Premise: Three girls are kidnapped by a man with a diagnosed 23 distinct personalities. They must try to escape before the apparent emergence of a frightful new 24th.
When I sat down to rewatch Split, the thing I was most curious about was if the surprise ending was what made the movie great in my mind or if it would stand on its own without that shock factor inflating a subpar or mediocre opinion.

I’m happy to report that Split holds up surprisingly well, thanks in large part to James McAvoy’s spectacular performance. Split is a suspense filled thriller that leaves the viewer squirming with (albeit PG-13) unease. Kevin’s Dissociative Identity Disorder means there are 23 personalities taking residence in his mind, fighting for control. This makes the tension in Split unpredictable and palpable as you don’t know what personality will “take the light” next or what said personality is capable of.
The movie doesn’t rest solely on the split personality plot line. One of Split’s biggest strengths is in the character of Casey, played by Anya Taylor-Joy. The movie slowly divulges some traumatic backstory for Casey that informs the strength she has to protect herself and her friends in her current predicament. I was really impressed with how Night tells this backstory to us. He demonstrates restraint as he introduces a simple hunting trip and then (through flashbacks) slowly develops it into something different and very upsetting. The way this informs the character of Casey and gives her a leg up on her captor and his personalities.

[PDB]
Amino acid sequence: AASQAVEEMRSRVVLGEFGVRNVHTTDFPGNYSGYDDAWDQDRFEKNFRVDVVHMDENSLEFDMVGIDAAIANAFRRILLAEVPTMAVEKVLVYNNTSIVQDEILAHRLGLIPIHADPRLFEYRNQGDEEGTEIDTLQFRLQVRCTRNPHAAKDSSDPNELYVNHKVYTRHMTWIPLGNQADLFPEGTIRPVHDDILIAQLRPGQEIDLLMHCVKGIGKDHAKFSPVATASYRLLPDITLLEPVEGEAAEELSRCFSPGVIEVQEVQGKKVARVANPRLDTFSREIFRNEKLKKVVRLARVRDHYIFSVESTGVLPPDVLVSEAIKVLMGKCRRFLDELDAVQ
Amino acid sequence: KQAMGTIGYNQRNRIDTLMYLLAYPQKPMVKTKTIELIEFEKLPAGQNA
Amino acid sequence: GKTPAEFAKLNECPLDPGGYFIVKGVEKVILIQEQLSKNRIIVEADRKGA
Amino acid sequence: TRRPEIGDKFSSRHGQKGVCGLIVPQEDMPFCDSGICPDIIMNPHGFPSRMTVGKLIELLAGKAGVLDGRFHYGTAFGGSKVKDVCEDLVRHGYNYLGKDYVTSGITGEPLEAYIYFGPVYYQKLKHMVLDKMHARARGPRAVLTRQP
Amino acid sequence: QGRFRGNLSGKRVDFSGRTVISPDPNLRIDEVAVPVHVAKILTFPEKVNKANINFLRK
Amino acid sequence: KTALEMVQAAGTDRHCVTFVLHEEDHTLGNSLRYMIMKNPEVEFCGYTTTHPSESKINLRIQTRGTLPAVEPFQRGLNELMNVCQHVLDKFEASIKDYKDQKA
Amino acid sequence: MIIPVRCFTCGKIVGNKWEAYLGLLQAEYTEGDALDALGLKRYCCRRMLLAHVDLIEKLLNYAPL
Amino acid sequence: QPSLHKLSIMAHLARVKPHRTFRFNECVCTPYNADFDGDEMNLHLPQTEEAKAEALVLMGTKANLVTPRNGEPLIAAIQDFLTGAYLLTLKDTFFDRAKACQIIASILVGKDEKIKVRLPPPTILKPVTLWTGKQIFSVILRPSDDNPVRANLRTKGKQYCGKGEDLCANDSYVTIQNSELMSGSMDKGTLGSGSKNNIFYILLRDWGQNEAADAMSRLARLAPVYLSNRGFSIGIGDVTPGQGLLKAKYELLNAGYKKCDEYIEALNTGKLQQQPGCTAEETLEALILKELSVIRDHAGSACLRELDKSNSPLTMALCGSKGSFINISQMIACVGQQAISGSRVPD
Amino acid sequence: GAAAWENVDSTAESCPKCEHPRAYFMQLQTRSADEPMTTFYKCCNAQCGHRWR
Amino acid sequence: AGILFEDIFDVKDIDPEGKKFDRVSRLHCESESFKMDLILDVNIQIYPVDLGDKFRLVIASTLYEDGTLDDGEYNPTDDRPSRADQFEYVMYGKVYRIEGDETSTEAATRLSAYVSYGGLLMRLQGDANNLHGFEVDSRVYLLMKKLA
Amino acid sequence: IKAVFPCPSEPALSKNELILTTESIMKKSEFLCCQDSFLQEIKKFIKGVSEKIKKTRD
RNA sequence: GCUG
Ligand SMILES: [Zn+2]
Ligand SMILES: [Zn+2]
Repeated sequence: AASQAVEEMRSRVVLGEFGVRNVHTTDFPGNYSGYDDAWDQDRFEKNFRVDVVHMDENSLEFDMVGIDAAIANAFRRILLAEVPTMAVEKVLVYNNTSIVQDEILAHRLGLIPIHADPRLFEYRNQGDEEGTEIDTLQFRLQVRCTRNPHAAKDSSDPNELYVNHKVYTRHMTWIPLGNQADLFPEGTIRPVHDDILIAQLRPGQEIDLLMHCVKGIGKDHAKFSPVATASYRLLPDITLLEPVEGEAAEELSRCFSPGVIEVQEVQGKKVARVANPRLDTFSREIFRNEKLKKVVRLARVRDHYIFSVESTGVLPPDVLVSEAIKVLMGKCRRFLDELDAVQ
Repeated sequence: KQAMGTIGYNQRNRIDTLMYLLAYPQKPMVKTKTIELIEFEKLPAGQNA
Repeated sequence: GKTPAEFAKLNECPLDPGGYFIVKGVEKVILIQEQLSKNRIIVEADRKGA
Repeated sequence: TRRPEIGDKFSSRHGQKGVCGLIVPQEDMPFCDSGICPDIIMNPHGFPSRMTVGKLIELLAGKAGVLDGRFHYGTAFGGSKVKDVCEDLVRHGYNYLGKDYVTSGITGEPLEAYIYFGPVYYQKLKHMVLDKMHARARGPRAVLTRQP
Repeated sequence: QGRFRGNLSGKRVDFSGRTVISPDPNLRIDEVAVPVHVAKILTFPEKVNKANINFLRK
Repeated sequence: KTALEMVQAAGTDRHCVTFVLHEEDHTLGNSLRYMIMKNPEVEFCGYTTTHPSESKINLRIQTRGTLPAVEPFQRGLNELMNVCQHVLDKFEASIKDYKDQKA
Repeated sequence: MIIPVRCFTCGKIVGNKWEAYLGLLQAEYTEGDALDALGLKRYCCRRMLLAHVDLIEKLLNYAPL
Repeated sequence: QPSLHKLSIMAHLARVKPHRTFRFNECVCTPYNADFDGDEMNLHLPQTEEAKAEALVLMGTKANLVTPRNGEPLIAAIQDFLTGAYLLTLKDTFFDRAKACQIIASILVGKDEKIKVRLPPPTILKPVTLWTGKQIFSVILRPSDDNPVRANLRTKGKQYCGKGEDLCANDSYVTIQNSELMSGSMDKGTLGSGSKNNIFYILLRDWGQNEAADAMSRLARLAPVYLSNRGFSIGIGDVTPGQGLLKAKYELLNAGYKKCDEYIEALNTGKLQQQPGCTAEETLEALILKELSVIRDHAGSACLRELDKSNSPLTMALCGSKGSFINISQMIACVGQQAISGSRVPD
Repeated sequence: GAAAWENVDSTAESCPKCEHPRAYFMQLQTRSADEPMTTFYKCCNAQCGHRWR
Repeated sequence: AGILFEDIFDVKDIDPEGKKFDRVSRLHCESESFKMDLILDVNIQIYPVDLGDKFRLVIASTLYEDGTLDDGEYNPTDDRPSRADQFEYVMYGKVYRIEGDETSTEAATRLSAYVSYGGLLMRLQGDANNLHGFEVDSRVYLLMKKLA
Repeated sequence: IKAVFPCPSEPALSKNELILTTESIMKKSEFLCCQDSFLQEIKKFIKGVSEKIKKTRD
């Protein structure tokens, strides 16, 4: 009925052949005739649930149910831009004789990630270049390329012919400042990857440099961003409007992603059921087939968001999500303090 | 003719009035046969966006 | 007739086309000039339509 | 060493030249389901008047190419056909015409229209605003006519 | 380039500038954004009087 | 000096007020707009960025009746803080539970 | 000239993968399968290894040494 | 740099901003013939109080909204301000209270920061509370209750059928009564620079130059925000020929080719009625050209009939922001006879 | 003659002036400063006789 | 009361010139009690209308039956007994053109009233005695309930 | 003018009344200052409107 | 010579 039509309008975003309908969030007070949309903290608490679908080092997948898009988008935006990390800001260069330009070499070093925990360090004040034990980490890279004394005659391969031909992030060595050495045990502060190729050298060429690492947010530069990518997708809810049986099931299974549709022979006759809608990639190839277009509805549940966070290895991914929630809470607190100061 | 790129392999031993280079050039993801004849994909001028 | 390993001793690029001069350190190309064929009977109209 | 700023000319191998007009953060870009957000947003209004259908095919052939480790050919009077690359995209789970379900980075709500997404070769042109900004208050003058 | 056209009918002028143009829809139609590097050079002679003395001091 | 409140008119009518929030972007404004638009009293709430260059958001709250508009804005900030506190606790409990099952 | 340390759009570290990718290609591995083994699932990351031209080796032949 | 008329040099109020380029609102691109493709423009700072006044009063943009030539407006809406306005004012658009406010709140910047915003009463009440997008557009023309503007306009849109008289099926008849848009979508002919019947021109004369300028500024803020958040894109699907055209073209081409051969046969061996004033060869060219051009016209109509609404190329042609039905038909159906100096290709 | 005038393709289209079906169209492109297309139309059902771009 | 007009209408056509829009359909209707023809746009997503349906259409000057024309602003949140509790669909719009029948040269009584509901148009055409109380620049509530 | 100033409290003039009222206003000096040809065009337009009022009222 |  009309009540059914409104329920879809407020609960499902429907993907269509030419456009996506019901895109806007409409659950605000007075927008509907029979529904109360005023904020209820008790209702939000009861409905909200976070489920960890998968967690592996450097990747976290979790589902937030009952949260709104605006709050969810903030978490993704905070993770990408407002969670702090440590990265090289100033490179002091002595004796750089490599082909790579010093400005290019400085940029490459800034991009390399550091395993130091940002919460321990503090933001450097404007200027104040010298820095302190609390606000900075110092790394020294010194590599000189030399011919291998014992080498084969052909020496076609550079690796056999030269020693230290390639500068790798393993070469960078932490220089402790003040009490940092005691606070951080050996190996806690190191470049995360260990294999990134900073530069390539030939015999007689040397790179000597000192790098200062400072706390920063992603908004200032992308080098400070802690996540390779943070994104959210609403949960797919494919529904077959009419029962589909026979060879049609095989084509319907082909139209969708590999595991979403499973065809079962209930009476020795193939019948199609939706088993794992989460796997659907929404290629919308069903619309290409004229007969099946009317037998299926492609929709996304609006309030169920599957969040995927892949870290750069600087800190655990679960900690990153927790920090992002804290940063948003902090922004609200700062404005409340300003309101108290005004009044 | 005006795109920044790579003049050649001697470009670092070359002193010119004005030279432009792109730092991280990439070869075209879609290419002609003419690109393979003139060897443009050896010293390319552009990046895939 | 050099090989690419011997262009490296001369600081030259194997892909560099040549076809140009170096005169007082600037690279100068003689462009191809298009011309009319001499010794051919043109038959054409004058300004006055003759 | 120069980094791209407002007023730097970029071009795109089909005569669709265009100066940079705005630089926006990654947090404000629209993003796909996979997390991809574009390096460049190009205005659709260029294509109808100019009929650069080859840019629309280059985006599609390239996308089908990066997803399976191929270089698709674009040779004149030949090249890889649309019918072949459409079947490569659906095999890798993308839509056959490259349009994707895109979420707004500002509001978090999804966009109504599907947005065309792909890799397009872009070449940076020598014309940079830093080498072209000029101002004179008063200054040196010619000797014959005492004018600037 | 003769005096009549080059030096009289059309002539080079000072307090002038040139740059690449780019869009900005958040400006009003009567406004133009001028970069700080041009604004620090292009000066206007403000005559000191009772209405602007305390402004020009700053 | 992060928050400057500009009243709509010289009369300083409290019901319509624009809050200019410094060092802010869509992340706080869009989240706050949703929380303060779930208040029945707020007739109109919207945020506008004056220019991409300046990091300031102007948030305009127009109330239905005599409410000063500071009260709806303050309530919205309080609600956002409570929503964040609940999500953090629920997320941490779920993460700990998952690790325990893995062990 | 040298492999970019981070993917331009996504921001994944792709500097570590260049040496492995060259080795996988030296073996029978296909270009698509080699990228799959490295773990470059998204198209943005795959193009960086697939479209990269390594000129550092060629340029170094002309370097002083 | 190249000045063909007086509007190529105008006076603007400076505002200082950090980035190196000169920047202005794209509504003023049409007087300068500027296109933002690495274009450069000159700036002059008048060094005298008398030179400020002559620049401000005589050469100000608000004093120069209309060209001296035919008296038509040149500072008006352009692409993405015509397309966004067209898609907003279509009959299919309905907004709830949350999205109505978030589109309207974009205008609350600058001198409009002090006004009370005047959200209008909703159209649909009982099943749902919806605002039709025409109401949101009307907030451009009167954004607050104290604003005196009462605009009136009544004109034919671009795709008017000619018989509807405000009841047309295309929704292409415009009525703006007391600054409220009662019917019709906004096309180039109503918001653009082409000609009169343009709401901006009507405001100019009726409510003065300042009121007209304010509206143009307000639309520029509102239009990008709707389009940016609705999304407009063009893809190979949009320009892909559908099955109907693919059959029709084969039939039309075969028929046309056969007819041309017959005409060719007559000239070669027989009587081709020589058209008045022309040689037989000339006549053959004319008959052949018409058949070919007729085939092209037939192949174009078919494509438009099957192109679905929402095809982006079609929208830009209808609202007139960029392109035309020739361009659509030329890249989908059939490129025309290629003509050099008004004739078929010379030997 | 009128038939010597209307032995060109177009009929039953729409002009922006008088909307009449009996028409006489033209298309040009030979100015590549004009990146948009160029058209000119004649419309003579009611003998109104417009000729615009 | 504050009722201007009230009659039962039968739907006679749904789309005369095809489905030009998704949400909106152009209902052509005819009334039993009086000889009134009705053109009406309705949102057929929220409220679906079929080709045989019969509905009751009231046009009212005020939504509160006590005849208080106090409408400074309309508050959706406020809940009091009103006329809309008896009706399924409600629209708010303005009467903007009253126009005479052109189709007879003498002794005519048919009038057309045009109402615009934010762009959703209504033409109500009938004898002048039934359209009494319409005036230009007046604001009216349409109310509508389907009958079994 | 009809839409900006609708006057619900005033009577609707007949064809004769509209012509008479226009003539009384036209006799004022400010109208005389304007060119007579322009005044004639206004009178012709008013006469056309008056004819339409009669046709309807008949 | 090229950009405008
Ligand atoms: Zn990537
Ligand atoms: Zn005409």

Betty Buckley plays Kevin’s psychiatrist in the film. The role is essential as it brings home the potential implications of Kevin’s personality disorder for humanity. However, I found the scenes with Dr. Fletcher to be where Split‘s momentum suffered a bit. Even though the character helped legitimize the more mythological elements to Kevin’s personalities’ story, I was much more interested in the story of the three captive girls. Whenever the movie switched to a Fletcher scene, I found my interest wavering just slightly.


Of course, I can’t neglect the elephant in the room with Split. The surprise ending absolutely floored me when I saw it in the theater. Having been a massive M. Night Shyamalan fan in my youth (misguided teenage Matt proclaimed The Village to be not only a masterpiece but “Shyamalan’s latest masterpiece at that), my mind was blown when I started to hear the theme from Unbreakable play. I’m delighted that I had the experience I did because I had no inclination that Split was at all connected to Unbreakable.
It’s not just the fact that Split was a secret sequel to Unbreakable (arguably Night’s best film) that makes it so thrilling. The thematic connection between the two films is that they are centered around characters with extraordinary abilities but no purpose in life. David Dunn and Kevin Crumb search for meaning in their lives in each of their respective films. What makes the pairing of these films so compelling is that they reach similar conclusions but at different ends of the spectrum. It also sets the stage of the end of this trilogy with 2019’s Glass.
As a once big fan of Shyamalan who fell off as his films became increasingly terrible, it makes me happy that he could change course so drastically. With Split, M. Night Shyamalan delivered a film that is just as good as the films that made me lavish misguided platitudes on him in my youth.

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